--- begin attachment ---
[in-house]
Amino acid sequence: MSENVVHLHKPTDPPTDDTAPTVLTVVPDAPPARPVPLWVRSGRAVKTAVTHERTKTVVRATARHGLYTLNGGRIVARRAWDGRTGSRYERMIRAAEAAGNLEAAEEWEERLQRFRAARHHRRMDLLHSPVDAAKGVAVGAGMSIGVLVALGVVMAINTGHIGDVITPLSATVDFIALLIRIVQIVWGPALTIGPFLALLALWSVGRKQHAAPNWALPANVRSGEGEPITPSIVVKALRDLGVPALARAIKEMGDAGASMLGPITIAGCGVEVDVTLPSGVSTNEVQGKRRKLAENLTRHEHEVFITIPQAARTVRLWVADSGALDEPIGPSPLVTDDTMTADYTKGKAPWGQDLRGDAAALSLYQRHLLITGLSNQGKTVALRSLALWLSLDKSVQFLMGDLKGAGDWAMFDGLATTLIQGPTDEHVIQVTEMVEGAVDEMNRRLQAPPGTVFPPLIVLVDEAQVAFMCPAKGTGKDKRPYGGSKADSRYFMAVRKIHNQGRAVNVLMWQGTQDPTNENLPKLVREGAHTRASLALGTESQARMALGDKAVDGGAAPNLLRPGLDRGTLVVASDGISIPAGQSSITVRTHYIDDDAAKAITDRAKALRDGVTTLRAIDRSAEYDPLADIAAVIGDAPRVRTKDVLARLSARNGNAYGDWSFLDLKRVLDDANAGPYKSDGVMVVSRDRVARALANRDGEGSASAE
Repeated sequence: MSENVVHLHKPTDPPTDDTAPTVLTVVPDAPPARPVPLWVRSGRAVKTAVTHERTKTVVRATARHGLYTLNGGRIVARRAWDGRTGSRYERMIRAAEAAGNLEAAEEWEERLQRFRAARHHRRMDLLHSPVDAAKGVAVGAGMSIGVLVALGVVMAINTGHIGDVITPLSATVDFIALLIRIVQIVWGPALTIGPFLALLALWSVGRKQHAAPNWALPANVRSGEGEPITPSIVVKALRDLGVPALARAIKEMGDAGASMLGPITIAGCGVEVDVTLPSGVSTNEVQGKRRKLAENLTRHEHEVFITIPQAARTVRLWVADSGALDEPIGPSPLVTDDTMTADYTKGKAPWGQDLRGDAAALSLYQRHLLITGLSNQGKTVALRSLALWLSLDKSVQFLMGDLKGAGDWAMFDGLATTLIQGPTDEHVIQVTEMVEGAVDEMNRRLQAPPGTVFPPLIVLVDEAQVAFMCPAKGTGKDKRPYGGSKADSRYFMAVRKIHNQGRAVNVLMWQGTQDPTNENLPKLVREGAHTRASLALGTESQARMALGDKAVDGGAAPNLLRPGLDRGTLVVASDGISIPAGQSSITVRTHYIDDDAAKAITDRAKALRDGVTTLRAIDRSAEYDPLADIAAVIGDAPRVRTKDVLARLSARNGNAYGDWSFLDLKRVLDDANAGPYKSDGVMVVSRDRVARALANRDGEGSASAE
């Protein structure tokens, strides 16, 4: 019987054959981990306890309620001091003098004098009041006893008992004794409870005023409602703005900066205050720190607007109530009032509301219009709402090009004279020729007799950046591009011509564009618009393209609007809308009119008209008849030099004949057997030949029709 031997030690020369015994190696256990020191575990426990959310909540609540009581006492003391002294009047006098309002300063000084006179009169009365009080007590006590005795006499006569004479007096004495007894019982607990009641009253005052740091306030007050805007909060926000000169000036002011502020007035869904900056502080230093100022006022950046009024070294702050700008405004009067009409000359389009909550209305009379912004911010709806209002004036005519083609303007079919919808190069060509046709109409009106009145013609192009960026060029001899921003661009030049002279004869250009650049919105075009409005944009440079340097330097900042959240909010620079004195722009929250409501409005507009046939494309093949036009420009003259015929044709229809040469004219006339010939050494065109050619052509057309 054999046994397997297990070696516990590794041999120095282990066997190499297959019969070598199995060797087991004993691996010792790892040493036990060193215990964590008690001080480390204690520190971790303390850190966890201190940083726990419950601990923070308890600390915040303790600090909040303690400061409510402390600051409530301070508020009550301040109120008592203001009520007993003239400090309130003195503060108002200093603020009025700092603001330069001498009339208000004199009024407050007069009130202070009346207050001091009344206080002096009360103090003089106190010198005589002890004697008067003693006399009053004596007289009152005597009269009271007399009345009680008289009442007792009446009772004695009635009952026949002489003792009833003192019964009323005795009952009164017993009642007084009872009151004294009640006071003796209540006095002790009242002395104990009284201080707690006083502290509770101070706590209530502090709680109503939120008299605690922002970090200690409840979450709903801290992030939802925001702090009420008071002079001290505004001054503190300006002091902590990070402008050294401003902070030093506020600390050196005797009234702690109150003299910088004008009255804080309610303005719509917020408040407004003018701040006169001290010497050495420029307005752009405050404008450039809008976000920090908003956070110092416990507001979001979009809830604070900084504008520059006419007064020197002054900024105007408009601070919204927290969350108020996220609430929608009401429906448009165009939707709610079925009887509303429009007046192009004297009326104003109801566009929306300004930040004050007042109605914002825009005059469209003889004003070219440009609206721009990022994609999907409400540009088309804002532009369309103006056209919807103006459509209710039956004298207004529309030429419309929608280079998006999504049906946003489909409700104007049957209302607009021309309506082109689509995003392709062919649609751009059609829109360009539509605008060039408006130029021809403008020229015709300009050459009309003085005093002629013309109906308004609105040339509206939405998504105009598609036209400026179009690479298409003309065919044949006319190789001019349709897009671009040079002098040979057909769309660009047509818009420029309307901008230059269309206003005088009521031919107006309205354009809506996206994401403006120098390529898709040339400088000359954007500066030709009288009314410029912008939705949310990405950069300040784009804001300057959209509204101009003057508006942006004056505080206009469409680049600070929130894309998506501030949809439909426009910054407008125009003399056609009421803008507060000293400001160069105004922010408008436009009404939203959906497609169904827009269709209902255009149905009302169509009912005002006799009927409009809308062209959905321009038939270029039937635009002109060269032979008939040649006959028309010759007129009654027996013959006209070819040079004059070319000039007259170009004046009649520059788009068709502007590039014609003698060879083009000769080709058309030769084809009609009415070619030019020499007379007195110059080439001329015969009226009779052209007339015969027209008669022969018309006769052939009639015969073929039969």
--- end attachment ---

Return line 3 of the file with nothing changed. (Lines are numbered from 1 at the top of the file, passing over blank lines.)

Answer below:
Repeated sequence: MSENVVHLHKPTDPPTDDTAPTVLTVVPDAPPARPVPLWVRSGRAVKTAVTHERTKTVVRATARHGLYTLNGGRIVARRAWDGRTGSRYERMIRAAEAAGNLEAAEEWEERLQRFRAARHHRRMDLLHSPVDAAKGVAVGAGMSIGVLVALGVVMAINTGHIGDVITPLSATVDFIALLIRIVQIVWGPALTIGPFLALLALWSVGRKQHAAPNWALPANVRSGEGEPITPSIVVKALRDLGVPALARAIKEMGDAGASMLGPITIAGCGVEVDVTLPSGVSTNEVQGKRRKLAENLTRHEHEVFITIPQAARTVRLWVADSGALDEPIGPSPLVTDDTMTADYTKGKAPWGQDLRGDAAALSLYQRHLLITGLSNQGKTVALRSLALWLSLDKSVQFLMGDLKGAGDWAMFDGLATTLIQGPTDEHVIQVTEMVEGAVDEMNRRLQAPPGTVFPPLIVLVDEAQVAFMCPAKGTGKDKRPYGGSKADSRYFMAVRKIHNQGRAVNVLMWQGTQDPTNENLPKLVREGAHTRASLALGTESQARMALGDKAVDGGAAPNLLRPGLDRGTLVVASDGISIPAGQSSITVRTHYIDDDAAKAITDRAKALRDGVTTLRAIDRSAEYDPLADIAAVIGDAPRVRTKDVLARLSARNGNAYGDWSFLDLKRVLDDANAGPYKSDGVMVVSRDRVARALANRDGEGSASAE